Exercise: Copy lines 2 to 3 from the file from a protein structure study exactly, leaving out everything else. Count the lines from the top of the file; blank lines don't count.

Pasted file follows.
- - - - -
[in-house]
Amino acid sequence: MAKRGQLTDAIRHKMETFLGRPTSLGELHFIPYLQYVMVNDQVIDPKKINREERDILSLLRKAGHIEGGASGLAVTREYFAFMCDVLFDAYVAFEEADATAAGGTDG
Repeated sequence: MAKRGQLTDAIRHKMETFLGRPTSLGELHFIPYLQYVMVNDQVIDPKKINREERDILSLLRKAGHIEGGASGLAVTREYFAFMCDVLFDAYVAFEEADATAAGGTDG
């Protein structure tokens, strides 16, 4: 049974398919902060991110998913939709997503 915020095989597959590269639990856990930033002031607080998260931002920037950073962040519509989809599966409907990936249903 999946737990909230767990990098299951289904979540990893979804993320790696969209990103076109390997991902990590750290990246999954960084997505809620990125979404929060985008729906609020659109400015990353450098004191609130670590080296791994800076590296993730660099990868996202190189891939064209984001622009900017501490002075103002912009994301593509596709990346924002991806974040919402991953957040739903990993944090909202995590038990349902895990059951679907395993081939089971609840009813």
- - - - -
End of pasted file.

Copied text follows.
Amino acid sequence: MAKRGQLTDAIRHKMETFLGRPTSLGELHFIPYLQYVMVNDQVIDPKKINREERDILSLLRKAGHIEGGASGLAVTREYFAFMCDVLFDAYVAFEEADATAAGGTDG
Repeated sequence: MAKRGQLTDAIRHKMETFLGRPTSLGELHFIPYLQYVMVNDQVIDPKKINREERDILSLLRKAGHIEGGASGLAVTREYFAFMCDVLFDAYVAFEEADATAAGGTDG